Political representatives repeatedly argue that globalization might lead to a destructive competition which would result in a "race to the bottom" of corporate tax rates and an insufficient financial endowment of the public authorities. Setting minimum tax rates is a way of mitigating this pressure from tax competition. In this paper, we explore the factors which shape the support of politicians with respect to corporate tax coordination in the EU. While there exists a vast literature on the controversial issue whether corporate tax coordination is capable of improving welfare or not as compared to unrestricted competition, the positive question on the driving forces of harmonization processes has largely been ignored. This paper contributes to filling this gap. In a first step, a number of hypotheses are derived mainly from the theoretical tax competition literature and different approaches from political science. Individual factors can be derived from ideological preferences towards the role of the government and national sovereignty as well as from the personal background such as education. Country-specific factors mainly arise from different national preferences as well as from the extent to which a country can benefit from the autonomy to pursue an independent tax policy. In our empirical approach, we focus on a particularly interesting group, namely the Members of the European Parliament (MEP) and make use of a self-conducted survey among MEP, which included a question which deals directly with the desirability of EU-wide obligatory minimum corporate tax rates. Moreover, this study makes additional use of a similar survey of the Bundestag to analyse differences between the attitudes of national and European representatives. The results confirm an important role of ideology, left-wing and pro-European politicians tend to favour minimum tax rates. But we also demonstrate that both further individual characteristics as well as national interests are important determinants for the politicians' attitudes towards reducing tax competition by means of minimum tax rates. Individual characteristics, such as education and the length of membership in the EP, show the expected effect. National interests play an important role as well, which is most notably the case for the current national level of corporate taxation. Moreover, the citizens' preference for social equality transpires to have an impact on the politicians' attitude towards tax competition, while some other predictions from tax competition models seem to play a minor role. Our EP-Bundestag comparison shows that German politicians on the national level do not show different preferences towards tax rate harmonization.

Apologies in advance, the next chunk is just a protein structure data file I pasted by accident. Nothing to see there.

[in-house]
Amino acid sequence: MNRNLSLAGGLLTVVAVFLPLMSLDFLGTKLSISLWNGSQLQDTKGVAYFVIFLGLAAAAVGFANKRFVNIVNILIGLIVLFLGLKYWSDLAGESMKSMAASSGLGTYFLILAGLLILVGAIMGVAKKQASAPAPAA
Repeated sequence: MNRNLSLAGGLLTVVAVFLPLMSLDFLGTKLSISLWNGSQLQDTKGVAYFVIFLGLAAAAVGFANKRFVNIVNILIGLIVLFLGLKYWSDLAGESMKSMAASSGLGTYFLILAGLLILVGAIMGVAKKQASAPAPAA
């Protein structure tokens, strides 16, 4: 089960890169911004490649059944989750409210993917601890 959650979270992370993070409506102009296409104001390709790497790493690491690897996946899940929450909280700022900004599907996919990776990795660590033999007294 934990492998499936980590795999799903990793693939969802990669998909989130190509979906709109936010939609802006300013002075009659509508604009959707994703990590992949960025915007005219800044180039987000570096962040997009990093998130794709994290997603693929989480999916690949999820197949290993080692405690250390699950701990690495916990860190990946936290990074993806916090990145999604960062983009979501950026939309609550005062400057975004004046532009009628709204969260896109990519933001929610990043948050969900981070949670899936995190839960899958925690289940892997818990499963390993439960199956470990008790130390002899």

company taxation, tax harmonization, political economy, European Parliament